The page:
“Media is like a mirror, it reflects both merits and flaws” says music-savvy, showman Subhash Ghai known for his Hitchcockian cameos
Even as ‘showman’ Subhash Ghai’s illustrious movie-banner Mukta Arts recently celebrated its 42nd anniversary, we jog into memory lane to recall interesting anecdotes. While most film-makers are very sensitive to negative criticism and feel offended when their events and movies are panned and criticized, I realised that producer-director Subhash Ghai was comparatively a large-hearted Aquarian personality who took criticism in his humble stride.
Many years later after I had known him, at a private late-night personal filmy party I casually asked Mr Ghai, what was the secret that he very rarely over–reacted to negative criticism With his charismatic smile, he explained his logical funda.
Replied Subhash, “ Good you asked me this question Mr Chaitanya. For me the press and media is more like a ‘mirror’ which reflects our faults, flaws and also highlights our achievements and excellence in creativity.
It is the media which has given me the glorious title of ‘showman’. . As long as the criticism is constructive and not biased and not prejudiced, I humbly accept the honest verdict of the press-media. Just as all actors look into the mirror to check any flaws in their facial ‘make-up’ before giving their shots, the same way, we get to know our shortcomings thru media reviews and columns,” explained the articulate Ghai.
The first time I was officially introduced to Subhash Ghai was at the star-studded premiere of his directorial movie ‘Hero’ at the ( now defunct) Ganga-Jamuna twin theatres ( in central Mumbai) by none other than the ‘macho hero’ himself –affable Jackie (Bhidu) Shroff .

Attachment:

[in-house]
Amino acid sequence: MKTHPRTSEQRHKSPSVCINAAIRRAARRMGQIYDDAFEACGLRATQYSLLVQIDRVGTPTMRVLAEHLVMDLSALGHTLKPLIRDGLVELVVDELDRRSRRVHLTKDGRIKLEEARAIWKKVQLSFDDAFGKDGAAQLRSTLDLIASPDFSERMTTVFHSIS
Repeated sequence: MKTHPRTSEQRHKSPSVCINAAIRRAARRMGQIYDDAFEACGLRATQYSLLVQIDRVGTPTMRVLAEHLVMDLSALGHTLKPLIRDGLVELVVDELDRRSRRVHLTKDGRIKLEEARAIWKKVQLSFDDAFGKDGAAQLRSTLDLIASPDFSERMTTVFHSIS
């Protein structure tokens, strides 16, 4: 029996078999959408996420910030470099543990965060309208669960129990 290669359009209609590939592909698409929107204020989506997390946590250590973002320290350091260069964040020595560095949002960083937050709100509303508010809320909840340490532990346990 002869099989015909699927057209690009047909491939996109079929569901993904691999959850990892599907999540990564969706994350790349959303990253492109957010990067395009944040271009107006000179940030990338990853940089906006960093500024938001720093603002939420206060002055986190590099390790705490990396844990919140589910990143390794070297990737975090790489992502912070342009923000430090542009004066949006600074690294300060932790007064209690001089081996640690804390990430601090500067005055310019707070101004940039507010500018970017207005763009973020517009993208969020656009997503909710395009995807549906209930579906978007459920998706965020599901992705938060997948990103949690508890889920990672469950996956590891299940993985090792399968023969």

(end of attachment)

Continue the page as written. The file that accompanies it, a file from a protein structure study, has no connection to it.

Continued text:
Enthuses Jackie, “ Gutsy Subhash–jee is not just my mentor-godfather who launched me, he is also like a real-life father-figure for me and I always hold him in high emotional esteem.” Thereafter I used to meet frequently at muhurats, recordings, trailer-previews and success-parties and even at location-shoots..
Once when I asked Subhash Ghai about his Hitchcock-ian cameo appearances in most of his movies, he initally laughed , “As a student of world cinema I have always admired Alfred Hitchcock for his slick amazing suspense films. Having completed my acting and film-making course with all my efforts and investing money, from the prestigious FTII-Pune, I got into acting and played lead and supporting roles. But success seemed to be evading me, even after multiple attempts in various movies including Atmaram-jee’s Umang’.
Later on, when I diversified into direction with movies like Kallicharan and Vishwanath (where my competent close-friend-iconic mega-star- actor Shatrughan Sinha was such a huge support as part of the lead cast) I felt that I should also make cameo-appearances in future in my own productions. Because essential I am an actor-turned-director. It’s just like my visual on-screen autograph .
My ardent fans always recognized me and they would applaud when I made my brief screen-appearances in several movies like ‘Hero’ or in ‘Taal’. The actor is me will always remain alive and kicking,” laughed Ghai.
Speaking about multi-faceted ‘showman’ Subhash Ghai’s marvelous music-sense, all composers and music directors right from Kalyanji Anandji to A R Rahman and from Nadeem Sharavan to Laxmikan Pyarelal have all lavishly praised Ghai.whose movies are known for their chartbuster songs and fabulous picturisations.
Recalls iconic composer-arranger Pyarelal–jee, Subhash-jee’s knowledge of folk-music and western music and musical instruments and approval of tunes at ‘sittings’ , his valuable inputs and while approving the ‘prelude-interlude arrangements’ and yet giving creative freedom to improvise is commendable.
It was always a pleasure to work with Subhash Ghai with whom we composed for such a variety of diverse subjects whether it is Hero, Khalnayak, Ram Lakhan or the western-modern music-centric ‘Karz’.
Like for instance in the song ‘One Two Ka Four—my name is Lakhhan , the song starts with rhythmic chorus and vigorous rhythmic folk-music rhythm beats . In contrast check how he approved the classical-raga based ‘O Ram-jee Bada Dukh Deena’ or the disco-beats super-hit song ‘Om Shanti Om’ from ‘Karz’ or the flute-melody-theme of ‘Hero’ which is so evergreen,” explains Pyarelal.